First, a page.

It's good to identify what you don't need to bother learning

Ben Halpern on November 08, 2018

This thread has a lot of great answers: What are you not int... [Read Full]
markdown guide

I don't know.

On the one hand, I think you're right, learning everything wastes your time, if you want to do something, find the tools that make doing it simple for you and be done with it.

On the other hand, there are many people out there who do things the old way and don't want to change it, even if it has considerable down-sides doing so.

"We don't need the Cloud!"

"Web UIs are too slow, we need to do it in C++!"

"Monoliths are much easier to maintain!"

"Mainframes are more efficient!"


I agree, but the comments here are generally pretty reasonable. There are problems on both ends of the spectrum. Landing in a sensible middle area is pretty important.


It's really about context more than anything. Monoliths are easier to maintain when they encapsulate less complexity than is worth the microservice effort overhead. Asynchronous web UIs can be unacceptably slow for some purposes. Breaking out a planet-scale distributed datastore when you have a few hundred megabytes of data tops is stupid. Framing an issue as a case of extreme, flawed, and diametrically opposed perspectives dueling around a sensible center tends to be overly simplistic.


Yes, and it's not easy.

I for one would say serverless is the future and blockchains are a fad.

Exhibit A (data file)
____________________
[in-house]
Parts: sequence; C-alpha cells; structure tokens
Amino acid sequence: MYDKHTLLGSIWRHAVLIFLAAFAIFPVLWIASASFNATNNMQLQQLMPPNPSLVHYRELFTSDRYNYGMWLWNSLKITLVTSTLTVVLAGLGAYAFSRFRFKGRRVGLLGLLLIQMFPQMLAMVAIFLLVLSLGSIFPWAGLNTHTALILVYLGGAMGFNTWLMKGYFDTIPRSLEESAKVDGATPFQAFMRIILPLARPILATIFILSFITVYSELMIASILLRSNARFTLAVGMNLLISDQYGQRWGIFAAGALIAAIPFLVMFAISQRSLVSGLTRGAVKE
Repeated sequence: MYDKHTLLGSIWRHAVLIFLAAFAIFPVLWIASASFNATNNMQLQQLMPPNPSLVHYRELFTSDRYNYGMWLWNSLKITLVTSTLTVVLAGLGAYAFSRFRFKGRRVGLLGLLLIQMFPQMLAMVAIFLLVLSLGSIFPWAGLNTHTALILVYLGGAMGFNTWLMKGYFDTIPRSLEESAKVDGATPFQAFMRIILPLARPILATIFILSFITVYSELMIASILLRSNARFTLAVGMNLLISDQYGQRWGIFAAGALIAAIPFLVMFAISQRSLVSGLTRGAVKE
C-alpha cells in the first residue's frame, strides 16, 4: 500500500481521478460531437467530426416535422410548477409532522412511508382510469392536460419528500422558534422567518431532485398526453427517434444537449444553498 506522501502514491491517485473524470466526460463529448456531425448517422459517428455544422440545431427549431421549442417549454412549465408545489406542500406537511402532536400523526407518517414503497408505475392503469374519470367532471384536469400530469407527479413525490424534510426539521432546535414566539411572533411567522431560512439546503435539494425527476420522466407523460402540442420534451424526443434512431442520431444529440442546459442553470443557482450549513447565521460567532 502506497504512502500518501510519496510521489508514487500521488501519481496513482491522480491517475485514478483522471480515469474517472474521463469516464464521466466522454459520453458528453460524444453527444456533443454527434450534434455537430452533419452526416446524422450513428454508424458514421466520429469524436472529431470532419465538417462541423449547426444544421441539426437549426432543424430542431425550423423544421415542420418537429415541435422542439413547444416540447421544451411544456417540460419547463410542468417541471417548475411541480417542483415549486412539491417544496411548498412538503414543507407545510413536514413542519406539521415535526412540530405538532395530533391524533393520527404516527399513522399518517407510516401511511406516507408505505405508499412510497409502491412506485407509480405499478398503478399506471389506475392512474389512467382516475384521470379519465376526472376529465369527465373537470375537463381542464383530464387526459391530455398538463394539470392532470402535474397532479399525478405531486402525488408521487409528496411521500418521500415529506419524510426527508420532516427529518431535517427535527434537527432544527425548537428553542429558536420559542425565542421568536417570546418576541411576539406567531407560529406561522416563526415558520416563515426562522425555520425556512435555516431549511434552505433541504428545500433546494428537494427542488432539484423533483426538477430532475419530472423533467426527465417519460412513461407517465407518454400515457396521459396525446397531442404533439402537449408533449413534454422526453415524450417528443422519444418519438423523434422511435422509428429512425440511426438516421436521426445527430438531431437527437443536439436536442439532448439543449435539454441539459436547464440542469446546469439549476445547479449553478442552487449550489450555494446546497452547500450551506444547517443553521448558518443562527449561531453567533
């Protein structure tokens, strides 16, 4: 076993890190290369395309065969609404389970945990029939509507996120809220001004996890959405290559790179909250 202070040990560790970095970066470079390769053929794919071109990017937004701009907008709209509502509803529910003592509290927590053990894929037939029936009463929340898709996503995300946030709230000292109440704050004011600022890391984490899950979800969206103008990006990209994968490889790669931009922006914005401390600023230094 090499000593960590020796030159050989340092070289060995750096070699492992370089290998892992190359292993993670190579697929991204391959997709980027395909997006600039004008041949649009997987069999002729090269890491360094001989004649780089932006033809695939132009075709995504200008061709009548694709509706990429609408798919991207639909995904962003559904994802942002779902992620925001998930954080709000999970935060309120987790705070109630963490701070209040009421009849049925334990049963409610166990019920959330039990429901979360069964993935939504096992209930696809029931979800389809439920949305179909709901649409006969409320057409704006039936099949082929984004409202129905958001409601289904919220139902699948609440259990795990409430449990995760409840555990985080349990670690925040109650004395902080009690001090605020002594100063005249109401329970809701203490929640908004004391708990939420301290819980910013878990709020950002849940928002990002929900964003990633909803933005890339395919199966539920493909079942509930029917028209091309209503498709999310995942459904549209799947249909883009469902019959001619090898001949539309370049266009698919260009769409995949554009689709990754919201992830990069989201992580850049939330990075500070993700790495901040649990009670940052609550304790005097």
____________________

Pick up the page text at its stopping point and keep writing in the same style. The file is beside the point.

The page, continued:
But maybe it's the other way around?

I think these things are becoming important, but we are in fairly painful early days in both.

I don’t think there’s anything wrong with hanging back and catching on once some of the dust has settled.


Learning is not binary you learn or you don't. It is more a question of to what degree you choose to learn. Even to answer the question "what are you not interested in learning?" with, for example, "Angular", means you know enough about the subject to choose not to proceed further with it. If you are a backend developer you may have very little desire to explore frontend frameworks but you probably know what frontend frameworks are and their purpose, and I'd bet a lot more than you know about something else completely remote like molecular biology.

Personally I try to be familiar at a very high level with current trends in technology, looking out for things that could possibly help me be more effective day to day, at work or play. The degree to which I immerse myself is dependent on how promising the particular technology seems to me for the things I am working on, either professionally or as a hobby.


IMO, the software world is a massive ocean. I live on a tiny island, so it makes sense to know that island really well. After I've become intimately familiar with my island, I can then swim over to the next and learn some things over there.

I work mostly with Angular and other frontend technologies, so that's where my focus lies. I don't have any need for ML, AI, or AR in my day to day so I don't make an effort to find time to study those topics. But it has been greatly beneficial to learn about build processes, CI/CD, and other tools and tech that can help with what I'm actually working on.


Additionally, @aspittel made another post that touches on the general "shiny object" issues discussed in some of these comments:

This also reminds me of a post I made a couple years ago:


@ben can you remove line from css

container .body {
font-family: Palatino, 'Palatino Linotype', 'Palatino LT STD', 'Book Antiqua', Georgia, serif;

Very hard to read single post on desktop.


Is easy to identify what is not needed only when there's a clear focus on what is that one wants to accomplish first.

code of conduct - report abuse